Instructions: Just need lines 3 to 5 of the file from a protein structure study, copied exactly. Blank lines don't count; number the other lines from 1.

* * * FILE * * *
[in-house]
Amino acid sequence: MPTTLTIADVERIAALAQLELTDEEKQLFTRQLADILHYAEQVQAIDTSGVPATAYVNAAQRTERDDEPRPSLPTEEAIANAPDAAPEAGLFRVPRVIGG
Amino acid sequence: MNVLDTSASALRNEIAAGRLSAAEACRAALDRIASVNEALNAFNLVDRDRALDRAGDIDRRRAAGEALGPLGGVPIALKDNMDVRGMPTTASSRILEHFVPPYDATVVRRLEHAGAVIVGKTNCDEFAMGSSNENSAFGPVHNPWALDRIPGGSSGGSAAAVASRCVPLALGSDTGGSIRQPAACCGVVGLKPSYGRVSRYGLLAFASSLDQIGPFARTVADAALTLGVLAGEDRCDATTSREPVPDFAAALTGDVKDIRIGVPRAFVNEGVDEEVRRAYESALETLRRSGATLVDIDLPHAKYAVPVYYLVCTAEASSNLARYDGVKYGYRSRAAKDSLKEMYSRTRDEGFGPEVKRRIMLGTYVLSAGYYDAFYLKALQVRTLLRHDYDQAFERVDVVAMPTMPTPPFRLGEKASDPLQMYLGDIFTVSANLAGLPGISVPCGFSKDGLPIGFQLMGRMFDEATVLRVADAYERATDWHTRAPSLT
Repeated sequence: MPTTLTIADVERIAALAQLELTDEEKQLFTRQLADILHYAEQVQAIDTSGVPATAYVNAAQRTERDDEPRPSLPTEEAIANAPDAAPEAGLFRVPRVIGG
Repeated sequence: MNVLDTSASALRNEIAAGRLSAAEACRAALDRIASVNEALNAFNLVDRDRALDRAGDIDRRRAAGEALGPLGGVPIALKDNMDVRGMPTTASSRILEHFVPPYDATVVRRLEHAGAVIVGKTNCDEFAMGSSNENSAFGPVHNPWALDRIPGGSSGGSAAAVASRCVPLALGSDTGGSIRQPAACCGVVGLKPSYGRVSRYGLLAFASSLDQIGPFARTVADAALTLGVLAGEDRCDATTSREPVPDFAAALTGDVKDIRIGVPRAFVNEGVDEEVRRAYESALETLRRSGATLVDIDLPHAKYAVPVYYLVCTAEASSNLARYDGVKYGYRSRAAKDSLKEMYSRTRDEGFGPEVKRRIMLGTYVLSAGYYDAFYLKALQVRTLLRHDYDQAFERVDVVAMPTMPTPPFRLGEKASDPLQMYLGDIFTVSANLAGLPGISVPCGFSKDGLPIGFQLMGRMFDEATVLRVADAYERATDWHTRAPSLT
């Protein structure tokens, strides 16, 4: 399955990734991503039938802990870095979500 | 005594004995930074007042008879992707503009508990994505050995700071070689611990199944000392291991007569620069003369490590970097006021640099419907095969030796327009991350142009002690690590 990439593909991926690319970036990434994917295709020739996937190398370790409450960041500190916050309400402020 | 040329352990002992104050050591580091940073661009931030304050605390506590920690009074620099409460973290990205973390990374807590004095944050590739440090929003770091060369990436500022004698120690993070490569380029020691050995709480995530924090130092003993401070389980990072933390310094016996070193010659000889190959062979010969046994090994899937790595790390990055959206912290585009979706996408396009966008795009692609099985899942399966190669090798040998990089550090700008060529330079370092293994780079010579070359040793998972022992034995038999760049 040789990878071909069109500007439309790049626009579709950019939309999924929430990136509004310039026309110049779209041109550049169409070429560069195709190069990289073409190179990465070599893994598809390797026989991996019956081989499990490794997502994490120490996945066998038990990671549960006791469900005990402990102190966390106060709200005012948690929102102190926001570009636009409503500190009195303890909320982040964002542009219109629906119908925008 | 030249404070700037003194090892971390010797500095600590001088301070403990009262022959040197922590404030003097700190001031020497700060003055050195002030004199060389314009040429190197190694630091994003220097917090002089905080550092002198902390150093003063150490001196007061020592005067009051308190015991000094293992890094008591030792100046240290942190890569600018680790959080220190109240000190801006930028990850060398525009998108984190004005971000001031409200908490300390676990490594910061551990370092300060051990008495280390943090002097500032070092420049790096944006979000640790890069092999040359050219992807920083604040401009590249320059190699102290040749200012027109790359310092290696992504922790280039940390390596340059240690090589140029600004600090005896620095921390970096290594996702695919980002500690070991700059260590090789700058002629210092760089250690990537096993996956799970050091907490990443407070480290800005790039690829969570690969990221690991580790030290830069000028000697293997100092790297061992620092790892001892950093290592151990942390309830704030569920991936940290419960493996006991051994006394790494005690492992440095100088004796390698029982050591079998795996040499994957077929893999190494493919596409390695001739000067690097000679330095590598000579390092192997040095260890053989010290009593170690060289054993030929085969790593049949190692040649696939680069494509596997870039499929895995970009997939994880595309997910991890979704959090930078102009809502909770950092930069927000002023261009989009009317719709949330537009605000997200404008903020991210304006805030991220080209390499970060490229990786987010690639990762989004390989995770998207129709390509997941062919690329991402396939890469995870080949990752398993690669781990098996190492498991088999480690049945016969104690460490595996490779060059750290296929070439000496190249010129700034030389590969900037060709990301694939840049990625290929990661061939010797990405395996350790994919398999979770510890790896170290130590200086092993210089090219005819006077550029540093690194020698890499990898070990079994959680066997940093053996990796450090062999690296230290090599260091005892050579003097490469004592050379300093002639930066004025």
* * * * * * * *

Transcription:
Amino acid sequence: MNVLDTSASALRNEIAAGRLSAAEACRAALDRIASVNEALNAFNLVDRDRALDRAGDIDRRRAAGEALGPLGGVPIALKDNMDVRGMPTTASSRILEHFVPPYDATVVRRLEHAGAVIVGKTNCDEFAMGSSNENSAFGPVHNPWALDRIPGGSSGGSAAAVASRCVPLALGSDTGGSIRQPAACCGVVGLKPSYGRVSRYGLLAFASSLDQIGPFARTVADAALTLGVLAGEDRCDATTSREPVPDFAAALTGDVKDIRIGVPRAFVNEGVDEEVRRAYESALETLRRSGATLVDIDLPHAKYAVPVYYLVCTAEASSNLARYDGVKYGYRSRAAKDSLKEMYSRTRDEGFGPEVKRRIMLGTYVLSAGYYDAFYLKALQVRTLLRHDYDQAFERVDVVAMPTMPTPPFRLGEKASDPLQMYLGDIFTVSANLAGLPGISVPCGFSKDGLPIGFQLMGRMFDEATVLRVADAYERATDWHTRAPSLT
Repeated sequence: MPTTLTIADVERIAALAQLELTDEEKQLFTRQLADILHYAEQVQAIDTSGVPATAYVNAAQRTERDDEPRPSLPTEEAIANAPDAAPEAGLFRVPRVIGG
Repeated sequence: MNVLDTSASALRNEIAAGRLSAAEACRAALDRIASVNEALNAFNLVDRDRALDRAGDIDRRRAAGEALGPLGGVPIALKDNMDVRGMPTTASSRILEHFVPPYDATVVRRLEHAGAVIVGKTNCDEFAMGSSNENSAFGPVHNPWALDRIPGGSSGGSAAAVASRCVPLALGSDTGGSIRQPAACCGVVGLKPSYGRVSRYGLLAFASSLDQIGPFARTVADAALTLGVLAGEDRCDATTSREPVPDFAAALTGDVKDIRIGVPRAFVNEGVDEEVRRAYESALETLRRSGATLVDIDLPHAKYAVPVYYLVCTAEASSNLARYDGVKYGYRSRAAKDSLKEMYSRTRDEGFGPEVKRRIMLGTYVLSAGYYDAFYLKALQVRTLLRHDYDQAFERVDVVAMPTMPTPPFRLGEKASDPLQMYLGDIFTVSANLAGLPGISVPCGFSKDGLPIGFQLMGRMFDEATVLRVADAYERATDWHTRAPSLT